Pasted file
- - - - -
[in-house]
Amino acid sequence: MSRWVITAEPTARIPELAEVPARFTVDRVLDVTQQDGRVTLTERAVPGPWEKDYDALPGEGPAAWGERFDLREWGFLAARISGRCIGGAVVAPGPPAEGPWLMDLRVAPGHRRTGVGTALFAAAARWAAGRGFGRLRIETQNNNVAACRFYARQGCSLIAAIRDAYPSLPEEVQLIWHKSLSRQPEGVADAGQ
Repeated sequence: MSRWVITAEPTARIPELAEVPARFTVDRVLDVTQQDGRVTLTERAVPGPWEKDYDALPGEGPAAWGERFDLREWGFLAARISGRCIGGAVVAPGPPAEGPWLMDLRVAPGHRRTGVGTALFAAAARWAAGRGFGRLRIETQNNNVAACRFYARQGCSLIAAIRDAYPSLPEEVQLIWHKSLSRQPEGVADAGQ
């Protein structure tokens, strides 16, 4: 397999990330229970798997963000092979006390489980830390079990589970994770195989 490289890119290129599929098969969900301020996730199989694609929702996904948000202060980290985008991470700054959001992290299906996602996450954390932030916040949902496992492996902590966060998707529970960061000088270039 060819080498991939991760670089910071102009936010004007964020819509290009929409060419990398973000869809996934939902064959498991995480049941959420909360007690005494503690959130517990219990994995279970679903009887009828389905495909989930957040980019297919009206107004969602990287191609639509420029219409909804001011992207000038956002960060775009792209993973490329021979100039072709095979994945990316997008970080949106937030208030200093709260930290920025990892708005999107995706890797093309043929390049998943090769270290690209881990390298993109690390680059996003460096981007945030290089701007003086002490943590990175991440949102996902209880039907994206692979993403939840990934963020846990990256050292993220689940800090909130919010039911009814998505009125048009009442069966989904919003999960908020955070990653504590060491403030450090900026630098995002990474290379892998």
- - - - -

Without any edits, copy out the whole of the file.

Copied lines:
[in-house]
Amino acid sequence: MSRWVITAEPTARIPELAEVPARFTVDRVLDVTQQDGRVTLTERAVPGPWEKDYDALPGEGPAAWGERFDLREWGFLAARISGRCIGGAVVAPGPPAEGPWLMDLRVAPGHRRTGVGTALFAAAARWAAGRGFGRLRIETQNNNVAACRFYARQGCSLIAAIRDAYPSLPEEVQLIWHKSLSRQPEGVADAGQ
Repeated sequence: MSRWVITAEPTARIPELAEVPARFTVDRVLDVTQQDGRVTLTERAVPGPWEKDYDALPGEGPAAWGERFDLREWGFLAARISGRCIGGAVVAPGPPAEGPWLMDLRVAPGHRRTGVGTALFAAAARWAAGRGFGRLRIETQNNNVAACRFYARQGCSLIAAIRDAYPSLPEEVQLIWHKSLSRQPEGVADAGQ
């Protein structure tokens, strides 16, 4: 397999990330229970798997963000092979006390489980830390079990589970994770195989 490289890119290129599929098969969900301020996730199989694609929702996904948000202060980290985008991470700054959001992290299906996602996450954390932030916040949902496992492996902590966060998707529970960061000088270039 060819080498991939991760670089910071102009936010004007964020819509290009929409060419990398973000869809996934939902064959498991995480049941959420909360007690005494503690959130517990219990994995279970679903009887009828389905495909989930957040980019297919009206107004969602990287191609639509420029219409909804001011992207000038956002960060775009792209993973490329021979100039072709095979994945990316997008970080949106937030208030200093709260930290920025990892708005999107995706890797093309043929390049998943090769270290690209881990390298993109690390680059996003460096981007945030290089701007003086002490943590990175991440949102996902209880039907994206692979993403939840990934963020846990990256050292993220689940800090909130919010039911009814998505009125048009009442069966989904919003999960908020955070990653504590060491403030450090900026630098995002990474290379892998």